In 1914, in his article “Changes,” although claiming that he is “heart and soul an industrial unionist,” he also claims that in a social revolution the working class must be capable of taking over the political apparatus from the bourgeoisie.37 In the programme of the Independent Labour Party of Ireland (ILPI) drawn up by Connolly in 1912, certain syndicalist concepts are present: the objective of the party is the founding of an industrial commonwealth based on the common ownership of the land and instruments of production, distribution and exchange, to be brought about by political and industrial means. In The Re-Conquest of Ireland, written in 1915, Connolly uses the term “co-operative commonwealth.” It is interesting that in his choice of terms Connolly should go back to William Thompson and the early socialists. His concept, however, is somewhat different, in keeping with the development of the age. The ILPI was founded as “the political weapon of the Irish working class,” but it aimed at a broad party base. In the manifesto it declared that it “is open to all men and women irrespective of their past political affiliations, who desire to see the working class of their country organised upon the political field.”38
      In addition, Connolly developed the concept of an Irish Labour Party, with its base in the trade unions, whose main function would lie in the field of immediate reforms. Generally speaking, he aimed at an organisational trio: the ITGWU as union organisation for industrial direct action; the Labour Party for parliamentary action; and a socialist party (ILPI) for the ideological sector.
      There is an indication shortly before the outbreak of the First World War that Connolly’s understanding of the relationship between nationalism and socialism was becoming clearer. This can be seen in his changing attitude to the question of home rule. In the early days of his political career he identified the political aims of the Irish Home Rule Party with the political concept of home rule itself. In 1901 he said:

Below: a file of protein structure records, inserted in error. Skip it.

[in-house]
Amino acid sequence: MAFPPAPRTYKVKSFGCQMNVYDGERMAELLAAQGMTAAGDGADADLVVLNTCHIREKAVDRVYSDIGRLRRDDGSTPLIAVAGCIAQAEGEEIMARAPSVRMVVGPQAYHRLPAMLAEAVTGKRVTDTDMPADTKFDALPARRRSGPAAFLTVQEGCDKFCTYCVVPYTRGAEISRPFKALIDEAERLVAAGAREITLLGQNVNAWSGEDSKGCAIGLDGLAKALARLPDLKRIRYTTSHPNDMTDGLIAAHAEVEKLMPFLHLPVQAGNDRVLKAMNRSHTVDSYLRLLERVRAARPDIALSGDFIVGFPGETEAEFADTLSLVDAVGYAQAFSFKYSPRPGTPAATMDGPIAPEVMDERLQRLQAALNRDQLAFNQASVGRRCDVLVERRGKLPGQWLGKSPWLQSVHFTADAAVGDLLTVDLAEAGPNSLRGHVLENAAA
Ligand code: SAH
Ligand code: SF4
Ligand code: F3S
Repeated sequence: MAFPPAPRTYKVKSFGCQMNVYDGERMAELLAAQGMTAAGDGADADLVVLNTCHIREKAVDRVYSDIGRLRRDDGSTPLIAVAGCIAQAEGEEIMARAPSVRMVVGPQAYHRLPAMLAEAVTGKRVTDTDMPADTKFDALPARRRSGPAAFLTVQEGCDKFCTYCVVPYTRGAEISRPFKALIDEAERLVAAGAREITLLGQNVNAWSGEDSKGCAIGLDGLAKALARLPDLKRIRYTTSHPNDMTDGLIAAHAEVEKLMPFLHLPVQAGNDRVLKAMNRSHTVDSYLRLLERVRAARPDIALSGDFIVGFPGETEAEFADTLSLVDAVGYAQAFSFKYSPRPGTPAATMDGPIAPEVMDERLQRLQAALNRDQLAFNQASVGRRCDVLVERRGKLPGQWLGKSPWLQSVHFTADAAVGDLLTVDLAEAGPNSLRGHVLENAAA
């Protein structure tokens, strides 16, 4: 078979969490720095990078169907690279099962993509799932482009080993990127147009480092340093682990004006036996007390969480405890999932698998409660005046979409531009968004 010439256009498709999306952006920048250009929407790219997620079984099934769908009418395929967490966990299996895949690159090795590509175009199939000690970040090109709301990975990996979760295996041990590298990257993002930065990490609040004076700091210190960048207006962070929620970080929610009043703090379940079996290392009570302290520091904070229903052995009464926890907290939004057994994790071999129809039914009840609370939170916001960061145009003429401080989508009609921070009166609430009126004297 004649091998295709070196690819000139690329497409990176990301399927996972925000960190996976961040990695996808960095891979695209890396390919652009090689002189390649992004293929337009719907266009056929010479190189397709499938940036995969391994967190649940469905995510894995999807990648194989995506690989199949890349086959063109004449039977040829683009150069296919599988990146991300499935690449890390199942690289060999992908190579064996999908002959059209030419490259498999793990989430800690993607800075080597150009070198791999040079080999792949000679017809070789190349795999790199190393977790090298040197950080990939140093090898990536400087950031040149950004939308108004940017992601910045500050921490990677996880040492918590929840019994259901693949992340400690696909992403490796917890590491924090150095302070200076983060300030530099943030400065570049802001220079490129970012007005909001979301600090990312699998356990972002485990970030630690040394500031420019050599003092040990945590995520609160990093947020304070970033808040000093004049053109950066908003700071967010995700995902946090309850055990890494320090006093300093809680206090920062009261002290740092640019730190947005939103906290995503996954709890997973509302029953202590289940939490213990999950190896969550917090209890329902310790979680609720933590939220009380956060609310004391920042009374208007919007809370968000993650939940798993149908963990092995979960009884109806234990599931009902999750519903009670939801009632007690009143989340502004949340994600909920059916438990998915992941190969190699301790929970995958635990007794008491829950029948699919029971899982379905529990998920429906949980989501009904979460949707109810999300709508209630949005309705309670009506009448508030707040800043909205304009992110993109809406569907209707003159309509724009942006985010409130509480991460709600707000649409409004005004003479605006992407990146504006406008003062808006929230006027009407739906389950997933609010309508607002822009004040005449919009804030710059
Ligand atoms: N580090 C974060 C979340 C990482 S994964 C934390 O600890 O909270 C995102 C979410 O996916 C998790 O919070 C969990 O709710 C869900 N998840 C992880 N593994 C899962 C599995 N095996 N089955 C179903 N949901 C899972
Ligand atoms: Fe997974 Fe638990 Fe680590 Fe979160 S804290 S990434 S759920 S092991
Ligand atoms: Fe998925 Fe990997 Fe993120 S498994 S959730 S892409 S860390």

Home Rule in all its phases is now but a cloak for the designs of the middle class desirous of making terms with the Imperial Government it pretends to dislike. It is but capitalist liberalism, speaking with an Irish accent. As such it is the enemy of every effort at working-class emancipation.”39
      In 1913, while still condemning the Home Rule Party as the enemy of the Irish working class, Connolly appreciated the important consequences for the Irish workers if they made the question of home rule part of their own political policy. Connolly made it clear that home rule was not the final solution to the Irish question but only the first step: “To all and sundry we announce that as socialists we are Home Rulers, but that the day the Home Rule Government goes into power the Socialist movement in Ireland will go into opposition.”40 Connolly vehemently opposed any plans for partition which would separate Ulster from the rest of Ireland. In 1914 he said: “The betrayal of the national democracy of Ulster would mean a carnival of reaction both North and South, would set back the wheels of progress, would destroy the oncoming unity of the Irish Labour movement and paralyse all advanced movements while it endured.”41